Results 1-3of 3 Reviews
Grimsby, England, United Kingdom
October 26, 2012
From journal Nottingham pt 3
Nottingham, United Kingdom
May 4, 2011
From journal In and Around the East Midlands
Metro Manila, Philippines
March 17, 2007
We caught the last tour of the Galleries of Justice, the old Nottingham courthouse and prison that had been converted into a museum. The tour was a lot of fun - our guides were actors who played the parts of a lawyer and a jailer. One of the members of our group was "put on trial" in the old courtroom, another played a witness, another played a judge. After that, we descended into the prison cells and we were all convicts for an afternoon. There were Madame Tussaud-like wax figures in the different part of the prison to show what life was like there.
Apart from displaying the historical interest of the building, the exhibits were a thought-provoking lesson on the evolution of the justice system in Britain. We were surprised to find out how extremely appalling conditions once were for British prisoners, how there had been for many decades an utter lack of regard for the well-being of inmates, and how harsh the practices of the "justice" system had once been. The segment regarding the old British practice of "transportation" confirmed something I had learned on a trip to Australia: that many of the convicts who were banished all the way to Australia and other prison colonies were often no more than petty thieves - some who had simply been caught stealing a bit of food because of sheer hunger.The exhibit also showed, however, how the British government had learned from their mistakes of the past, how British prisons became more and more humane over the decades, and how the evolution of the British prison system was one of the hallmarks of the worlds' development in appreciating the notion of human rights. "What's interesting about the British," my husband said, "is that in so many things, they were the first to make mistakes, so they wrote the book on how to do things better."The Crime & Punishment Tour of the Galleries of Justice is open everyday, except Monday, from 10am to 4pm (last admission) during peak season (8 April to 10 September). In the off-peak season (11 September to 7 April), it is open from Tuesday to Friday 10am - 3pm (last admission), and weekends from 11am - 4pm (last admission). Adult tickets are GBP 8. The tours are about an hour and a half.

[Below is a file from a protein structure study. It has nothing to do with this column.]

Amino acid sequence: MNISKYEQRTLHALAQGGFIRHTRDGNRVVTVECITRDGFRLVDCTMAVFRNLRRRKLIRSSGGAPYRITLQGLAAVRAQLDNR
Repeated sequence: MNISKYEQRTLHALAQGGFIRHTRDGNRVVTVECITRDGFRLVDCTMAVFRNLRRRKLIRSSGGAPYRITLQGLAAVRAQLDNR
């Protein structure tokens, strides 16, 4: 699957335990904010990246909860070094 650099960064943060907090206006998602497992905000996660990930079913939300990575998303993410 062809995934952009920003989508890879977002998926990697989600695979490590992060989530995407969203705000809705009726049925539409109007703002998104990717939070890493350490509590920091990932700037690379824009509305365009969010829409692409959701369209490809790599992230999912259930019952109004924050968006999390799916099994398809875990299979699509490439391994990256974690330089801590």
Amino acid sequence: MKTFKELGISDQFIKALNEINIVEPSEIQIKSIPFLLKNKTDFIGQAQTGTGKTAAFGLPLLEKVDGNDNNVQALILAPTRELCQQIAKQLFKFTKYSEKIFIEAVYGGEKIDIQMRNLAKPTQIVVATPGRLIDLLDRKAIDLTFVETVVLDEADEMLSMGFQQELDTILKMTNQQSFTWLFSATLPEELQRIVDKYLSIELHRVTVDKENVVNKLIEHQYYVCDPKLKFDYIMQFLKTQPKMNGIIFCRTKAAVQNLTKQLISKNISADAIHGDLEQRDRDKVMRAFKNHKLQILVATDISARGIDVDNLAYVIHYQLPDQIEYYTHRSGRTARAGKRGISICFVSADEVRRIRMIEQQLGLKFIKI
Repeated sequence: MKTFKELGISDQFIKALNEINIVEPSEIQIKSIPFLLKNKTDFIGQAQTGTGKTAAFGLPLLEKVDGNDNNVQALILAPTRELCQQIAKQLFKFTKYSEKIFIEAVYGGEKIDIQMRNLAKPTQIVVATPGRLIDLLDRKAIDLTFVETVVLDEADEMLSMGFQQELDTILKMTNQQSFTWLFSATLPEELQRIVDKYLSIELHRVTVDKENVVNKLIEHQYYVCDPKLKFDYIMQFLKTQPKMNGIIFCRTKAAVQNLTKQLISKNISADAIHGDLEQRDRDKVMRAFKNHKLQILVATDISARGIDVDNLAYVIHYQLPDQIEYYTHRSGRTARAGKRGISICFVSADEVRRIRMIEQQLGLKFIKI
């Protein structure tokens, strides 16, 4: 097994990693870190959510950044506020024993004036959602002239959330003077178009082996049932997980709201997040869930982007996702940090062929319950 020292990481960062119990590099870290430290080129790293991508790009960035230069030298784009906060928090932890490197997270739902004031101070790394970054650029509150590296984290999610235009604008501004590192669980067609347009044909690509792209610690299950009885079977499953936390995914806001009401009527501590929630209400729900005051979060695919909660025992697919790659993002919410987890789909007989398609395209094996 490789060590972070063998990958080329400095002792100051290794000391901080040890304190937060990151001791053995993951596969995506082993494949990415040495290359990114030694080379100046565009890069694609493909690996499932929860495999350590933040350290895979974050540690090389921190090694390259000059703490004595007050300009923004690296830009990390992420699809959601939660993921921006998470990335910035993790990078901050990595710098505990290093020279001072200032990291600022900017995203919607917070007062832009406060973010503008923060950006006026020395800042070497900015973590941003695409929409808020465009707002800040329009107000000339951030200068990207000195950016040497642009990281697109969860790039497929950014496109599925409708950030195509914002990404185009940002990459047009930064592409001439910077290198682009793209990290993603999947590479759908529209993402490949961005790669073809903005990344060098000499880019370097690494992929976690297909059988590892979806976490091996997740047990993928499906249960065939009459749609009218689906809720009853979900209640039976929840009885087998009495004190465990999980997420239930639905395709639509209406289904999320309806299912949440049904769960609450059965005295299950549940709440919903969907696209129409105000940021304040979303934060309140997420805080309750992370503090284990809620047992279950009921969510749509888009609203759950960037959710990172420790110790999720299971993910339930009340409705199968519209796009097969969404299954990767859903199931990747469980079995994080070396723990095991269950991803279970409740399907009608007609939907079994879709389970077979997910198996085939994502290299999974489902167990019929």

From journal Two Days and One Night in Nottingham